1. Overview and Discussion of the Invention
The present invention will be described with reference to FIG. 2, which is a block diagram of clock generation circuit 200 illustrating an example implementation of the present invention. Clock generation circuit 200 includes PLL circuit 249 and synchronization circuit (or tracking block) 299. Broadly, PLL circuit 249 generates an output signal with low jitter. In one embodiment, the output signal has a frequency equal to the frequency of the desired clock signal.
Tracking block 299 generates a clock signal having a frequency approximately equal to the frequency of the output signal of PLL circuit 249. The manner in which such closeness is achieved in an example implementation will be described below. Tracking block 299 generates the desired clock signal, which is synchronized with an edge of an external time reference signal. Synchronization is achieved by disabling (stopping) the desired clock signal for one or more (“few”) clock cycles prior to the arrival of the edge, and starting the clock signal synchronous with the edge of the external time reference signal. In addition, glitches are avoided in the provided clock signal by disabling the clock signal for a few clock cycles.
Thus, a clock signal synchronized with an external signal can be generated in accordance with the present invention. One or more embodiments implementing the present invention are described below. Example implementations for circuits 249 and 299 are also described below. However, it should be apparent to one skilled in the relevant arts how to implement several other embodiments without departing from the scope and spirit of the present invention by reading the description herein.
2. Example Implementation of the Present Invention
FIG. 2 further illustrates an example logical implementations for PLL circuit 249 and tracking block 299. It should be understood that various modifications can be made to the embodiments described there without departing from the scope and spirit of the present invention. For example, even though PLL circuit 249 and tracking block 299 are described with analog components such as VCOs, the circuits can be implemented using digital components such as discrete time oscillators (DTOs).
PLL circuit 249 operates from a high frequency reference signal (internal reference signal) generated by oscillator 210. The frequency of the output signal of PLL circuit 249 is preferably a low multiple (e.g., less than 20) of the internal reference clock frequency. Due to such a low multiple, the output signal on line 256 is synchronized well with the signal generated by oscillator 210.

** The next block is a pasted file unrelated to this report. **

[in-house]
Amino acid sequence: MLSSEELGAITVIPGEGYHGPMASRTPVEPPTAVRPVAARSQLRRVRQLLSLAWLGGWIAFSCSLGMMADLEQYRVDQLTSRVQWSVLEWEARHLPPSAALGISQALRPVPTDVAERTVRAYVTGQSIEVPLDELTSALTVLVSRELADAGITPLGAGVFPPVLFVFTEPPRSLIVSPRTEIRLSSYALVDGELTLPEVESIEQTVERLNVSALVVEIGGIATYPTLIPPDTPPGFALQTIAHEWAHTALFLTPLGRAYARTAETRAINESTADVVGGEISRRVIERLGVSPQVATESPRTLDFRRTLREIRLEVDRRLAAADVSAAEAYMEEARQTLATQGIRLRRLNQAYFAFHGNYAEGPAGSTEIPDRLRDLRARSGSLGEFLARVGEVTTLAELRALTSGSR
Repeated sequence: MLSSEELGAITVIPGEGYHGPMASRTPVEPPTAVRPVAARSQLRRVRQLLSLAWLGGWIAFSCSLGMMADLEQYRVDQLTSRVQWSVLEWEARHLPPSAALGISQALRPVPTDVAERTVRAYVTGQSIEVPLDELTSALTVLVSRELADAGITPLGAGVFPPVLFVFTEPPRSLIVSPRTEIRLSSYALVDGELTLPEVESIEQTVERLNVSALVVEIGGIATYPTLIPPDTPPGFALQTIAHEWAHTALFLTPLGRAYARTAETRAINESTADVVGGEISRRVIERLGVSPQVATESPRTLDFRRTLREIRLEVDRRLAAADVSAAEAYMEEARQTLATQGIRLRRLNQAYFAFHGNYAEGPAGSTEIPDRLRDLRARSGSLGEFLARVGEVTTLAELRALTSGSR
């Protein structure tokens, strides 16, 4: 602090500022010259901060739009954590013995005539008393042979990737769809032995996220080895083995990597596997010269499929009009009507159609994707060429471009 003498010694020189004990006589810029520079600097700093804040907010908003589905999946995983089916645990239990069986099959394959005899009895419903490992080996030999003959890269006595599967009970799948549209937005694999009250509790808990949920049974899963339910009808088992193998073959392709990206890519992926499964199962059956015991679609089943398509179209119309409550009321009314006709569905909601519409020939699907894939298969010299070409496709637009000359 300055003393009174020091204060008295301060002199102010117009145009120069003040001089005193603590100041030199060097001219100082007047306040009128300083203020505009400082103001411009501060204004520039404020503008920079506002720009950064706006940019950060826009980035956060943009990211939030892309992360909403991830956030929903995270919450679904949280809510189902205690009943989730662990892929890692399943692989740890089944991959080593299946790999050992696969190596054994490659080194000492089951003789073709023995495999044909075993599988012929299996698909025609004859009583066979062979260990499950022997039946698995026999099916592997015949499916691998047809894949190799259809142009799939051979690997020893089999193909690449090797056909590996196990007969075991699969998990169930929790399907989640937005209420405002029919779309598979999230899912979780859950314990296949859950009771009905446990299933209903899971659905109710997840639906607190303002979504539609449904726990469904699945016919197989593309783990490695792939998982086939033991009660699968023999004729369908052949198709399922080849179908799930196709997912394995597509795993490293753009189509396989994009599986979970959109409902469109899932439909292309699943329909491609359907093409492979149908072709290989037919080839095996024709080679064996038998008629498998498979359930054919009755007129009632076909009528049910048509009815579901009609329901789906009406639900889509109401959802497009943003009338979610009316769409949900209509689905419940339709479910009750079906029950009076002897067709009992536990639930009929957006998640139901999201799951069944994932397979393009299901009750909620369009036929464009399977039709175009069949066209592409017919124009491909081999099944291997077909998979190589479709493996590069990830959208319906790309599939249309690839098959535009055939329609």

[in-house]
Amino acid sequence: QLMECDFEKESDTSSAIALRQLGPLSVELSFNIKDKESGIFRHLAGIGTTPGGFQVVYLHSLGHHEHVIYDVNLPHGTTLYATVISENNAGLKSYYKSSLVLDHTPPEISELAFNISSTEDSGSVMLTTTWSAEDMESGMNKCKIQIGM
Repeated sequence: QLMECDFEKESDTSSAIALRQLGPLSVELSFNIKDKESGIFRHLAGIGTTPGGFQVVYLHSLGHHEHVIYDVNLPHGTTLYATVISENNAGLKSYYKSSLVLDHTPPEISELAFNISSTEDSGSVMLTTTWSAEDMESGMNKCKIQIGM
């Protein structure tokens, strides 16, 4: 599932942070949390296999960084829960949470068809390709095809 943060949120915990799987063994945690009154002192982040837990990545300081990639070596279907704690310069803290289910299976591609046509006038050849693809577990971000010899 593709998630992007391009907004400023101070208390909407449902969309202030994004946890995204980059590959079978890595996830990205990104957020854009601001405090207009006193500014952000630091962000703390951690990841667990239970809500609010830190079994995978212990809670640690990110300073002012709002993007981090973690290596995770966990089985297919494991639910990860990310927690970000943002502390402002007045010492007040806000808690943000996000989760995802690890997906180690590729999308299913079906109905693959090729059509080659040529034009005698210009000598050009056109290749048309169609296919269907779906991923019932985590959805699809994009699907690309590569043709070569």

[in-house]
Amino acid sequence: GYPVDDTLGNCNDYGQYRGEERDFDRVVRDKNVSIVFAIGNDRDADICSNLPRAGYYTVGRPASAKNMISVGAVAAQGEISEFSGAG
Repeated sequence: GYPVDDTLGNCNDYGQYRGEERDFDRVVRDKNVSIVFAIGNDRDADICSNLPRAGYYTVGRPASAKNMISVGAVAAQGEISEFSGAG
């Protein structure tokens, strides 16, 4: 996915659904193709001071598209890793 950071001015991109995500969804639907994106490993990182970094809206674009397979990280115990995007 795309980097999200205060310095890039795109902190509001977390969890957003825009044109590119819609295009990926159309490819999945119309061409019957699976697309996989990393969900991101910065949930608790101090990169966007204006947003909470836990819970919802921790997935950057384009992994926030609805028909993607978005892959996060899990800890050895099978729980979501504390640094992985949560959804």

In addition, oscillator 210 with low jitter may be chosen, further enhancing the synchronization of output signal on line 256 with the signal generated by oscillator 210. Phase detector 220, charge pump 230, low-pass-filter 240, and divider 260 can be implemented by using various components available in the market place as will be apparent to one skilled in the art by reading the description herein. These components operate to generate a signal (on line 256) which is synchronized well with the internal reference signal on line 212. Divider 260 is implemented to divide the frequency of the signal on line 256 by a low multiple (e.g., less than 20).
Tracking block 299 operates to provide a clock signal of a desired frequency, and is also synchronized with external time reference signal received on line 251. Tracking block 299 of the example implementation includes resettable VCO (RVCO) 280, which has similar signal generating characteristics as VCO 250. RVCO 280 is driven by the same error voltage (Vf) as that which drives VCO 250. Accordingly, the output of RVCO 280 is close in frequency with the output (line 256) of VCO 250.
As will be explained below, the reset and restart input 278 of RVCO 280 is used to synchronize the generated clock signal with the external reference signal 251. When the RESTART signal is at one logical level (e.g., low) RVCO 280 generates an VCLK signal, and when the RESTART signal is at another logical level (e.g., high), RVCO 280 stops generating the VCLK signal. When RVCO 280 resumes generating VCLK signal, minimal time may be taken for RVCO 280 to start generating VCLK signal with the desired frequency because RVCO 280 is driven by the same error signal Vf as VCO 250.
Restart generation circuit 270, stop circuit 290 and AND gate 295 operate to synchronize the clock signal with the external reference signal 251. In particular, restart generation circuit 270 receives the external reference signal 251, and generates a RESTART signal. Restart generation circuit 270 drives RESTART signal 278 to a high logical level a few clock cycles before an edge of the external reference signal 251, and to a low logical level immediately after receiving the edge of the external reference signal 251.
In response to the RESTART signal input 278 going low, RVCO 280 begins generating the SCLK signal 289. As the SCLK signal is started synchronous with an edge of the external reference signal 251, the SCLK signal on line 289 is synchronized with the external reference signal 251. In addition, as RVCO 280 is stopped prior to synchronization, glitches may be avoided in the SCLK signal 289.